Playing by The Rules of Golf can save friendships
21 May 2010
by Katie Denbo
Had a great convo last night with my dad, an avid golfer who plays with a set foursome twice a week. Well, they're actually down to three now -- the democracy of the group (excluding my dad) recently voted one guy out. Survival of the fittest. Anyway, the topic of our discussion? How pissed he was at his golf group for their disregard, then denial of disregard, of The Rules of Golf.
I felt a little twinge of pride that my dad would hold to strongly to the ethics of the game. The Rules, after all, are what sets golf apart from other sports. I mean, sure, we've all fudged a bit in a round or two. Maybe we thought we were doing something correctly and weren't. Maybe we took a mulligan or improved a lie. Whatever. In golf related to the Rules, players are held accountable for their own actions, and must sometimes make a call against themselves. I think it's noble.
So to make a long story short, there was some drama on the golf course in yesterday's round: Some rulings regarding provisional balls, as well as one club- or two club-lengths drops, were questioned, some penalty strokes were recorded incorrectly and final results were compromised. And when final results are compromised...so are the beer hole results. Most importantly, of course.
Things got a little heated out there.
"It's the way we've always played it!" proclaimed the Aussie during one offense ("No it's not," was my dad's response).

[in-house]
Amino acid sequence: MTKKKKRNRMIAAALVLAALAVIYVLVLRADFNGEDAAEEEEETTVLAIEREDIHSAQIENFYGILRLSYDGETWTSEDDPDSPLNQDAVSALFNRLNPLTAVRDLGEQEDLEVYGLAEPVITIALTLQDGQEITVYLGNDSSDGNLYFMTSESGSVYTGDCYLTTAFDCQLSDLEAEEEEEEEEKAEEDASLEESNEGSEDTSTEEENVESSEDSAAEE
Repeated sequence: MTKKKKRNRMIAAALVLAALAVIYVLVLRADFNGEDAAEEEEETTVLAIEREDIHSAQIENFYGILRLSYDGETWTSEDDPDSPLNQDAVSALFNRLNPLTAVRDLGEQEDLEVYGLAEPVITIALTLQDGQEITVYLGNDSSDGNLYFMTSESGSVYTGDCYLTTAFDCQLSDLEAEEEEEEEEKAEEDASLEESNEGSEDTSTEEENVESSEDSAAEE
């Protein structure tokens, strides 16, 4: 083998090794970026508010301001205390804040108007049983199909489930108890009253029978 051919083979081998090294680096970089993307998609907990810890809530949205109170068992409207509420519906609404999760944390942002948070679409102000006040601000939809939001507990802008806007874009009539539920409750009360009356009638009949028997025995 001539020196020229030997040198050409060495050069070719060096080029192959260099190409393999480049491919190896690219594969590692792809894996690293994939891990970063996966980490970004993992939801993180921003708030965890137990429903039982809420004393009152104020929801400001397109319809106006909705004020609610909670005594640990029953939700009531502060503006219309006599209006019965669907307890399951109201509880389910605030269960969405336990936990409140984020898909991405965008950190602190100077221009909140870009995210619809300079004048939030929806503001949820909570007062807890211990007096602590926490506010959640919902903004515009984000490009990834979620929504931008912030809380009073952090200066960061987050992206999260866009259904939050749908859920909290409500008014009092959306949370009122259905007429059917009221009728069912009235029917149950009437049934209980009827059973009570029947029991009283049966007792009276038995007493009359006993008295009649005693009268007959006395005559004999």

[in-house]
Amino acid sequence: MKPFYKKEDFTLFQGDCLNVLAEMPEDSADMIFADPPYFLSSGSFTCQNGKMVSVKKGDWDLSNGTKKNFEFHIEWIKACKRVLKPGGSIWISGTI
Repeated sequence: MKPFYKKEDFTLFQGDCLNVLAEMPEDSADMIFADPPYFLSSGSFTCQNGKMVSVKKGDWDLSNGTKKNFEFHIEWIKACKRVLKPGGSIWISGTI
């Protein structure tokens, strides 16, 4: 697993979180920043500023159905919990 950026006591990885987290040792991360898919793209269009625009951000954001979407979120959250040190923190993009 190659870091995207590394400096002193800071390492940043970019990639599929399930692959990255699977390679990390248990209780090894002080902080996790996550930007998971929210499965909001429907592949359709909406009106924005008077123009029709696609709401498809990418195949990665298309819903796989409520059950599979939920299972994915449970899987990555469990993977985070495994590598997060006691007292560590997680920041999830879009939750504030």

"I'm positive I can drop over here and take two club-lengths," argued the one with the moustache on another ("I don't think that's right," replied Dad - afterward asking and receiving confirmation of a breach in the golf shop).
As the debates and debauchery continued into the grill afterward, the festivities ended by my dad packing up his stuff hitting the pavement, ignoring the cries of his friends in the background. No words, no swearing, no middle fingers. Just a calm exit.
"I just don't know what they were talking about," he tried to sort out in the aftermath. "One of them actually said we were playing by group rules, but we've never played THOSE rules in all the year's we've been golfing together. They were defensive over silly things. It was crazy."
"You know what they say, Dad," I interject. "If you're not playing by the Rules, you're not playing golf. You tell them that."
"Hmmpf," he says.
Conversation over. But it made me come to a realization: A lot of groups, probably most, develop their own set of special rules. Maybe it's a lift-clean-replace rule. Maybe it's the distance of gimmies (my radius is 12 feet; I'm fun to play golf with). Maybe it's using a foot or hand wedge out of a bunker instead of a sand wedge -- oh wait, that's my own rule. Regardless, it happens, and it's fine, as long as everyone is having fun and knows what's going on.
But for consistency sake, how much easier would it be if everyone just played by the Rules as the way they were written? Then people don't have to remember all the exceptions and hey, there is that nifty little Rules book too.
In closing, will my dad play with these guys again? Yes. Will he on Sunday, their next scheduled outing? Probably not. But maybe, just maybe, his exit of silence will speak volumes amongst his cohorts, and The Rules will be honored once again.
Or not. We'll see.